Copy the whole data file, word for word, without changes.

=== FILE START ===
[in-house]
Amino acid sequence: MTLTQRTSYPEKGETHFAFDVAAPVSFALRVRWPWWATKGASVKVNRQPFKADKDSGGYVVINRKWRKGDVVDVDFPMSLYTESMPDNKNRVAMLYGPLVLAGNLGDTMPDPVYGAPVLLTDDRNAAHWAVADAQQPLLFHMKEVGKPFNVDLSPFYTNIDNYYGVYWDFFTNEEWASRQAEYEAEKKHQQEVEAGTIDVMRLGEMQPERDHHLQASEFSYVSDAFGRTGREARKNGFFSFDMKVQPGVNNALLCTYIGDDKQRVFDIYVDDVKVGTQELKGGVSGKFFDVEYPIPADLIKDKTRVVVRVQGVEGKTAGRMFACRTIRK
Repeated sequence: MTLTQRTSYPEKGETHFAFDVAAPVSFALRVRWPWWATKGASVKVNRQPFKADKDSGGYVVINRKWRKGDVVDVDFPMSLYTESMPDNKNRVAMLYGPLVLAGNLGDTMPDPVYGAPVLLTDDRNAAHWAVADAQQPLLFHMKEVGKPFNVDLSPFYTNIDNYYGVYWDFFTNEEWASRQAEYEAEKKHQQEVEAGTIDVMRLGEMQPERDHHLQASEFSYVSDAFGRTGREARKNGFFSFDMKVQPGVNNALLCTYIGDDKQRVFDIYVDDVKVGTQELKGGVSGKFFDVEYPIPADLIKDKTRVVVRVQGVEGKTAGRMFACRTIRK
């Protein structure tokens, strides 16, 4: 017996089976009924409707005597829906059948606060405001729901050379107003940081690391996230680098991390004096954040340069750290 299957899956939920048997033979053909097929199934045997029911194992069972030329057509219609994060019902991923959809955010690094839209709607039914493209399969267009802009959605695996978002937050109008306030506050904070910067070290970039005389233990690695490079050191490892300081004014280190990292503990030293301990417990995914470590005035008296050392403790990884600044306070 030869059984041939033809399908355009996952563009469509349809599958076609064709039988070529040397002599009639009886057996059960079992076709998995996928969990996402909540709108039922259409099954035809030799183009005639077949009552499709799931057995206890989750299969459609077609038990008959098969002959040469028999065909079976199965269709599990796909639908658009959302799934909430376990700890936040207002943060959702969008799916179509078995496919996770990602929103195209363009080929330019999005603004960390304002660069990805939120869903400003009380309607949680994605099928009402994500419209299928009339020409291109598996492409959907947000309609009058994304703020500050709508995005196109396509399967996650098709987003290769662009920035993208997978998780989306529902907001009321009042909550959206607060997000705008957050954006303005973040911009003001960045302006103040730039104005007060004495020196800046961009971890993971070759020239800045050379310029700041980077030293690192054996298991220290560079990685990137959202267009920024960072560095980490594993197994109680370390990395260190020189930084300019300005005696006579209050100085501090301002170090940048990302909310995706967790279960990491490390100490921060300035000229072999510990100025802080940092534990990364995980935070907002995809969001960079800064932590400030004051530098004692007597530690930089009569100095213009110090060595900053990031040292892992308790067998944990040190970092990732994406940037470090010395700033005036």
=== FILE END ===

[in-house]
Amino acid sequence: MTLTQRTSYPEKGETHFAFDVAAPVSFALRVRWPWWATKGASVKVNRQPFKADKDSGGYVVINRKWRKGDVVDVDFPMSLYTESMPDNKNRVAMLYGPLVLAGNLGDTMPDPVYGAPVLLTDDRNAAHWAVADAQQPLLFHMKEVGKPFNVDLSPFYTNIDNYYGVYWDFFTNEEWASRQAEYEAEKKHQQEVEAGTIDVMRLGEMQPERDHHLQASEFSYVSDAFGRTGREARKNGFFSFDMKVQPGVNNALLCTYIGDDKQRVFDIYVDDVKVGTQELKGGVSGKFFDVEYPIPADLIKDKTRVVVRVQGVEGKTAGRMFACRTIRK
Repeated sequence: MTLTQRTSYPEKGETHFAFDVAAPVSFALRVRWPWWATKGASVKVNRQPFKADKDSGGYVVINRKWRKGDVVDVDFPMSLYTESMPDNKNRVAMLYGPLVLAGNLGDTMPDPVYGAPVLLTDDRNAAHWAVADAQQPLLFHMKEVGKPFNVDLSPFYTNIDNYYGVYWDFFTNEEWASRQAEYEAEKKHQQEVEAGTIDVMRLGEMQPERDHHLQASEFSYVSDAFGRTGREARKNGFFSFDMKVQPGVNNALLCTYIGDDKQRVFDIYVDDVKVGTQELKGGVSGKFFDVEYPIPADLIKDKTRVVVRVQGVEGKTAGRMFACRTIRK
């Protein structure tokens, strides 16, 4: 017996089976009924409707005597829906059948606060405001729901050379107003940081690391996230680098991390004096954040340069750290 299957899956939920048997033979053909097929199934045997029911194992069972030329057509219609994060019902991923959809955010690094839209709607039914493209399969267009802009959605695996978002937050109008306030506050904070910067070290970039005389233990690695490079050191490892300081004014280190990292503990030293301990417990995914470590005035008296050392403790990884600044306070 030869059984041939033809399908355009996952563009469509349809599958076609064709039988070529040397002599009639009886057996059960079992076709998995996928969990996402909540709108039922259409099954035809030799183009005639077949009552499709799931057995206890989750299969459609077609038990008959098969002959040469028999065909079976199965269709599990796909639908658009959302799934909430376990700890936040207002943060959702969008799916179509078995496919996770990602929103195209363009080929330019999005603004960390304002660069990805939120869903400003009380309607949680994605099928009402994500419209299928009339020409291109598996492409959907947000309609009058994304703020500050709508995005196109396509399967996650098709987003290769662009920035993208997978998780989306529902907001009321009042909550959206607060997000705008957050954006303005973040911009003001960045302006103040730039104005007060004495020196800046961009971890993971070759020239800045050379310029700041980077030293690192054996298991220290560079990685990137959202267009920024960072560095980490594993197994109680370390990395260190020189930084300019300005005696006579209050100085501090301002170090940048990302909310995706967790279960990491490390100490921060300035000229072999510990100025802080940092534990990364995980935070907002995809969001960079800064932590400030004051530098004692007597530690930089009569100095213009110090060595900053990031040292892992308790067998944990040190970092990732994406940037470090010395700033005036």